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2016 IEEE 11th International Conference on Global Software Engineering (ICGSE) (2016)
Orange County, CA, USA
Aug. 2, 2016 to Aug. 5, 2016
ISSN: 2329-6313
ISBN: 978-1-5090-2681-4
pp: 49-58
The emergence of online labor markets has concentrated a lot of attention on the prospect of using crowdsourcing for software development, with a potential to reduce costs, improve time-to-market, and access high-quality skills on demand. However, crowdsourcing of software development is still not widely adopted. A key barrier to adoption is a lack of confidence that a task will be completed on time with the required quality standards. While good managers can develop good, intuitive estimates of task completion when assigning work to their team members, they might lack similar intuition for individuals drawn from an online crowd. The phrase, "Post and Hope" is thus sometimes used when talking about the crowdsourcing of software-development tasks. The objective of this paper is to show the value of replacing the traditional, intuitive assessment of a team's capability with a quantitative assessment of the crowd, derived through analysis of historical performance on similar tasks. This analysis will serve to transform "Post and Hope" to "Post and Expect." We demonstrate this by analyzing data about tasks performed on two popular crowdsourcing platforms: Topcoder and Upwork. Analysis of historical data from these platforms indicates that the platforms indeed demonstrate some level of predictability in task completion. We have identified certain factors that consistently contribute to task completion on both the platforms. Our findings suggest that a data-driven decision processes can play an important role in successful adoption of crowdsourcing practice for software development.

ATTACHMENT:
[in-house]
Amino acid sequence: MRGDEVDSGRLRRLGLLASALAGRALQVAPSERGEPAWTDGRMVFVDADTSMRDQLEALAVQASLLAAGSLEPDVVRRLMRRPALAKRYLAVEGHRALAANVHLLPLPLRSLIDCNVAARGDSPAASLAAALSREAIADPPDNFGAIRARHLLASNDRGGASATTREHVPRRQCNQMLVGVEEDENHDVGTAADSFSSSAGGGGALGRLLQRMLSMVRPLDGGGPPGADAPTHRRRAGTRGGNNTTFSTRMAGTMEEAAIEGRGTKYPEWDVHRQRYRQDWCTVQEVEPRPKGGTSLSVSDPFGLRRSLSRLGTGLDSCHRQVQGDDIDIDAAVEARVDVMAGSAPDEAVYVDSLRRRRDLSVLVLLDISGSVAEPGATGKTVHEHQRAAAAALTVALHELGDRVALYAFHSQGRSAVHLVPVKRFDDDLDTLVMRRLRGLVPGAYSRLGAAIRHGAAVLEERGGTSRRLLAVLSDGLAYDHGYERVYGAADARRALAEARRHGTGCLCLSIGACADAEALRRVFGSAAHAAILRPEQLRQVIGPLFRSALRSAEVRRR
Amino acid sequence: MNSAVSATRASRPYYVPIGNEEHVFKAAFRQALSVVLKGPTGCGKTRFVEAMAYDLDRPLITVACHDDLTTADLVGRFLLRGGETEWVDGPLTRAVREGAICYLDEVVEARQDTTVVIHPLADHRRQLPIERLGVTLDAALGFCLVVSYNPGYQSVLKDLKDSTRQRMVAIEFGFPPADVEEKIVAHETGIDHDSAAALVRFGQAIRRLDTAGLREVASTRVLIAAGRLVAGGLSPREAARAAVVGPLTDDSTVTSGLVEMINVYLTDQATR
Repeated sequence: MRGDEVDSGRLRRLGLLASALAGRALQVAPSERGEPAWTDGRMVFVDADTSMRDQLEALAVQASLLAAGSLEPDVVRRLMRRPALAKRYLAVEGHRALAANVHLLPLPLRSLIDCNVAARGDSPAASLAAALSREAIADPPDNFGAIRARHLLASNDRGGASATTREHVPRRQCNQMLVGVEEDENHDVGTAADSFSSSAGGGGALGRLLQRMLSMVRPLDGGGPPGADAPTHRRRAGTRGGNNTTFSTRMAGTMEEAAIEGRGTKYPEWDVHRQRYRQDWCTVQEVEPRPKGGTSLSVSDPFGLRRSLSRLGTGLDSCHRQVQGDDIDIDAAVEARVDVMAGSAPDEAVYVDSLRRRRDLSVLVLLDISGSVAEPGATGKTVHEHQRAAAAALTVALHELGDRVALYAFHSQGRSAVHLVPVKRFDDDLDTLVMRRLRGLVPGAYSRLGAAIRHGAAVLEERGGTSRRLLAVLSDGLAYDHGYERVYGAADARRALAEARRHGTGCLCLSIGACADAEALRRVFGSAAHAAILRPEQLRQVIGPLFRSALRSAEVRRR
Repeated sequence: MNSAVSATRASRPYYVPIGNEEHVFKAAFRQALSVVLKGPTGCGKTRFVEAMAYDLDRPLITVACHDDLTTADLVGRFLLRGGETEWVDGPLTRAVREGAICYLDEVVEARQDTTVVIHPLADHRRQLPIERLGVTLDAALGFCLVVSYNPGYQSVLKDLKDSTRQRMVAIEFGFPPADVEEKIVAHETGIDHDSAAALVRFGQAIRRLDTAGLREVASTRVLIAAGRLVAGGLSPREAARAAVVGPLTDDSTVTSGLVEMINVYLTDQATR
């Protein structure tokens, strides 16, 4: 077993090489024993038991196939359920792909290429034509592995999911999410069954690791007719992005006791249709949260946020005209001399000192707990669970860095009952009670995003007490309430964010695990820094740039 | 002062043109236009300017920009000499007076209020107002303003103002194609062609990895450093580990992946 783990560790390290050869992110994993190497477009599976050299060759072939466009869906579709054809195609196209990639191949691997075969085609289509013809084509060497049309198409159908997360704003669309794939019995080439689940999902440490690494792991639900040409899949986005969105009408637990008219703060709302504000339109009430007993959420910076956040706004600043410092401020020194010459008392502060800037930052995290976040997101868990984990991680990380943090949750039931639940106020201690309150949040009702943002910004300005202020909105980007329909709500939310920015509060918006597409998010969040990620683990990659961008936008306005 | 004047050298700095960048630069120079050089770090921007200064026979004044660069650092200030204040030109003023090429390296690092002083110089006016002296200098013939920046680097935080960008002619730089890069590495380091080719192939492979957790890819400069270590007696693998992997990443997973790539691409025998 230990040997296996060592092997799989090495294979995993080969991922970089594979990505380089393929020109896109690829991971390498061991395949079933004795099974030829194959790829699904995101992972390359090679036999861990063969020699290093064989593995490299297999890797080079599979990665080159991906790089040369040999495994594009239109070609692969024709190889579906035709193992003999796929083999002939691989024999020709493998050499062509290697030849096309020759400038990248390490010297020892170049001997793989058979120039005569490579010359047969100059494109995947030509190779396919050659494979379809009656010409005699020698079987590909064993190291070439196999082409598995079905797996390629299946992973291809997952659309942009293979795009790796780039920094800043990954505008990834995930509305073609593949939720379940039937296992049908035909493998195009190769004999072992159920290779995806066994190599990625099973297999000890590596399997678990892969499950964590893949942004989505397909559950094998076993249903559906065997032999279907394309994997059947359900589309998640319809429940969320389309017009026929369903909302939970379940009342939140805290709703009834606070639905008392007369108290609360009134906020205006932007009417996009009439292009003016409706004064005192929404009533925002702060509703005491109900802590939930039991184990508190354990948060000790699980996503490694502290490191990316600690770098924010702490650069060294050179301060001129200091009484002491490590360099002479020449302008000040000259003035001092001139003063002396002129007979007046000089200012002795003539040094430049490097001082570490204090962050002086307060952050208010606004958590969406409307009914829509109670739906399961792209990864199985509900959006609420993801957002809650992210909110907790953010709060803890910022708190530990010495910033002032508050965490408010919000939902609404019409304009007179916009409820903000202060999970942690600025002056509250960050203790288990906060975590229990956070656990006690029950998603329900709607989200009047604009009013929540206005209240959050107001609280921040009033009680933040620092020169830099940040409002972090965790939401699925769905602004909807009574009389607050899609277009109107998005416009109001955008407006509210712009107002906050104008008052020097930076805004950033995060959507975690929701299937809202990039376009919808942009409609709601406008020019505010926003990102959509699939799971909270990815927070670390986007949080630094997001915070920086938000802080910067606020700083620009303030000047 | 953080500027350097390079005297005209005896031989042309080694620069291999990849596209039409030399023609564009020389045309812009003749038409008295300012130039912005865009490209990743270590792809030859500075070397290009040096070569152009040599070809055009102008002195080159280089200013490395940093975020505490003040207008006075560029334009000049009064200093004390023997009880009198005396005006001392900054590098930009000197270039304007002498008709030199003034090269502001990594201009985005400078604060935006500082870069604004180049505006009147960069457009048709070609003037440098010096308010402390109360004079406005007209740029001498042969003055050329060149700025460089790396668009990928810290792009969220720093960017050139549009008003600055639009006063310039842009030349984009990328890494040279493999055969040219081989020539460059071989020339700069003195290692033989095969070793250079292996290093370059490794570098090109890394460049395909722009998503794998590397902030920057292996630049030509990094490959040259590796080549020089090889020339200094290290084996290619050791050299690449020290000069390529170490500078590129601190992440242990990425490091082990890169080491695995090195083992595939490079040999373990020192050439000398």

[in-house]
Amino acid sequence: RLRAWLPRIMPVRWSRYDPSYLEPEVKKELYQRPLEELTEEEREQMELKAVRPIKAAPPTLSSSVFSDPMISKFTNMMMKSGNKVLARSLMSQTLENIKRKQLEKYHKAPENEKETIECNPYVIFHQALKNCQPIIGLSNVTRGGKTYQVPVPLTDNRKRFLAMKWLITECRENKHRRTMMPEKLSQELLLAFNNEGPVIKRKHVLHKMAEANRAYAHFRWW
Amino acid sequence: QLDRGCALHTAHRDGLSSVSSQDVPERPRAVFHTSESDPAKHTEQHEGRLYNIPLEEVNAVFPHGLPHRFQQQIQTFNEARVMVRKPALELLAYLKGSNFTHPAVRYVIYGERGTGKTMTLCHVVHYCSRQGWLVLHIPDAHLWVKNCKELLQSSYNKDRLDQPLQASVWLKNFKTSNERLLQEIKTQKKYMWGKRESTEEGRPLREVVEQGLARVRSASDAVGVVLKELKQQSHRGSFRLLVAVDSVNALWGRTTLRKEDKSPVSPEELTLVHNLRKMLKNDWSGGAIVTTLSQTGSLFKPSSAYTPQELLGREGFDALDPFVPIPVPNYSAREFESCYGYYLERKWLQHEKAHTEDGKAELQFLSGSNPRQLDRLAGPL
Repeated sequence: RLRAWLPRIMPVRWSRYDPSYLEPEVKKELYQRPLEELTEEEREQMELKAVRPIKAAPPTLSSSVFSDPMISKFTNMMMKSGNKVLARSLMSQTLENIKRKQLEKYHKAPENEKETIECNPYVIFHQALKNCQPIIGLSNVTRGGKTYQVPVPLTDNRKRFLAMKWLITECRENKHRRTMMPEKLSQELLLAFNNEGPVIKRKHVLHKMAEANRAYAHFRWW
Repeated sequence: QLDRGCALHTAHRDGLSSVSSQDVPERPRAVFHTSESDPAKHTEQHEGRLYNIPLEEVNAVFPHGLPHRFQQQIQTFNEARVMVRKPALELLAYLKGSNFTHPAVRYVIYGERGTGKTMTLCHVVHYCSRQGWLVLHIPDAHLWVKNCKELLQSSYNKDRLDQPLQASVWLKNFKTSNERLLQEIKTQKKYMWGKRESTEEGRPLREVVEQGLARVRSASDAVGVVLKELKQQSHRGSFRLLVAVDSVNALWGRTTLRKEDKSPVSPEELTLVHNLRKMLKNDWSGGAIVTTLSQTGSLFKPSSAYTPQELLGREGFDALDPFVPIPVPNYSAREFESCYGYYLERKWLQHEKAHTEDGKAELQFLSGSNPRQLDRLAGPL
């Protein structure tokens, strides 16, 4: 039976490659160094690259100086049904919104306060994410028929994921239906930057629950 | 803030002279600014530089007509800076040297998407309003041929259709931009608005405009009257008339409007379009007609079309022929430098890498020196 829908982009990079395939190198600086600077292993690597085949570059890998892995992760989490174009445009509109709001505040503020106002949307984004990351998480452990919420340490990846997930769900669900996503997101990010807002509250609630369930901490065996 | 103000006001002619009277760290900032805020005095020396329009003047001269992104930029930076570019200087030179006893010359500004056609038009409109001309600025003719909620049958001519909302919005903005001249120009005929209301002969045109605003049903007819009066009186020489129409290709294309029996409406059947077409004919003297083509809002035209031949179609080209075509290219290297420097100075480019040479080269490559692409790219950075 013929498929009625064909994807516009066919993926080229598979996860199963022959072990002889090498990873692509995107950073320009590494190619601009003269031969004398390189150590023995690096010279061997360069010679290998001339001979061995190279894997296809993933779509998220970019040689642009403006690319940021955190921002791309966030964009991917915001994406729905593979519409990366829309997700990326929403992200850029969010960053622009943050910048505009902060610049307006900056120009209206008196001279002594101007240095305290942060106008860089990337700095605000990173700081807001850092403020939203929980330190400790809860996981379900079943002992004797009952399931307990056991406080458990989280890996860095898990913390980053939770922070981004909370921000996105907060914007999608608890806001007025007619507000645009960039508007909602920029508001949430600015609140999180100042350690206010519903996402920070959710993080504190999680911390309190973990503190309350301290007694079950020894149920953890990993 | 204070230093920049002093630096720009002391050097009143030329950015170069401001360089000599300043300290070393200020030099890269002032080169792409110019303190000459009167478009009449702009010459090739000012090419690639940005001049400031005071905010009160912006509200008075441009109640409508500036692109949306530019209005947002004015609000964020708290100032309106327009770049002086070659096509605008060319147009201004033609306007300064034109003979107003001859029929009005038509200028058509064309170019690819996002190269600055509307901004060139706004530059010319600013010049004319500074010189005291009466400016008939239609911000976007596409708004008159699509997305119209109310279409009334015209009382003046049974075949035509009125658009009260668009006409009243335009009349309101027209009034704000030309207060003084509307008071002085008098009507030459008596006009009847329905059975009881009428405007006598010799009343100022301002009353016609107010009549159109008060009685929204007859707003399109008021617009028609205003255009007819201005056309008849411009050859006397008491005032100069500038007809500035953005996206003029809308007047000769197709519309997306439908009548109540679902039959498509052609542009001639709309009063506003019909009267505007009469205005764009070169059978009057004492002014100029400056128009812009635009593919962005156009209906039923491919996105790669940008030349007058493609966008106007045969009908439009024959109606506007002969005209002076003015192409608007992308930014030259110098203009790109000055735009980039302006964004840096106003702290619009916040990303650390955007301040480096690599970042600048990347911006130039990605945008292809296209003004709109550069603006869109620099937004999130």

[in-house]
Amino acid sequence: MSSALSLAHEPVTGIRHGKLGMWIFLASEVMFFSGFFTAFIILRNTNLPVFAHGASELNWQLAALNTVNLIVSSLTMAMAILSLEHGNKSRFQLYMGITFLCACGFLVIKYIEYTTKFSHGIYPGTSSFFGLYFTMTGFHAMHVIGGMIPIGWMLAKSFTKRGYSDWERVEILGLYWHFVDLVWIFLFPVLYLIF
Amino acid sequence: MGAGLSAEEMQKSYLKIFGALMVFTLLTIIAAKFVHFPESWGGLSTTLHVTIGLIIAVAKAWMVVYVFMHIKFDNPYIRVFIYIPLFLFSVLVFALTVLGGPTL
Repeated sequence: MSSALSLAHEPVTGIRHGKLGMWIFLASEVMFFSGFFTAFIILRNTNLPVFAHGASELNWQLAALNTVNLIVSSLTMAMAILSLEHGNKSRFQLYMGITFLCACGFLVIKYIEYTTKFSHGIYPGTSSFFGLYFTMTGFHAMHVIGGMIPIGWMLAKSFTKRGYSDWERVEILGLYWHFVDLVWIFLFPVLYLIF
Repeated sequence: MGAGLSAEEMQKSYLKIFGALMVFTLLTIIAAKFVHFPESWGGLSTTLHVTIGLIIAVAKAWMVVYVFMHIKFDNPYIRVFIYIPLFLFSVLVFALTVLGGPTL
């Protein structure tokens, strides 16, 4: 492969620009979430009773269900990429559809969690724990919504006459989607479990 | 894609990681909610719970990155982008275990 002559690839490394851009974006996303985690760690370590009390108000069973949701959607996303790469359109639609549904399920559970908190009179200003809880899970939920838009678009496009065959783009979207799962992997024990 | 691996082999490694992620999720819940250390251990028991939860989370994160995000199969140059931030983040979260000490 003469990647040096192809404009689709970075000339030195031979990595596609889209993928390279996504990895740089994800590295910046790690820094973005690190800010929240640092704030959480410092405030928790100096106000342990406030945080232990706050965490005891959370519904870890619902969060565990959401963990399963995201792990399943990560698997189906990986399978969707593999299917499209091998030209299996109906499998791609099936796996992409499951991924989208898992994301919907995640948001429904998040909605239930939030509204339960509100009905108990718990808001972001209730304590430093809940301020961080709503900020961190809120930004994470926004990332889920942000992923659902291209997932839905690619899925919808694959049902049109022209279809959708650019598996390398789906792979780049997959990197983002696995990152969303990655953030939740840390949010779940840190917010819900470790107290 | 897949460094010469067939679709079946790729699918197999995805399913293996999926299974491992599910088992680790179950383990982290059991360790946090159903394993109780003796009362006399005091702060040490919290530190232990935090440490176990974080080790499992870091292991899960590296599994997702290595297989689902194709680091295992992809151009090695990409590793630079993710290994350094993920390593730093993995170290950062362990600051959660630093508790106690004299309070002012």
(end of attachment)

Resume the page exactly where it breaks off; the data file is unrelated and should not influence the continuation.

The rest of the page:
Crowdsourcing, Software, Testing, Reliability, Data analysis, Software engineering, Tagging

A. Dubey et al., "Dynamics of Software Development Crowdsourcing," 2016 IEEE 11th International Conference on Global Software Engineering (ICGSE), Orange County, CA, USA, 2016, pp. 49-58.
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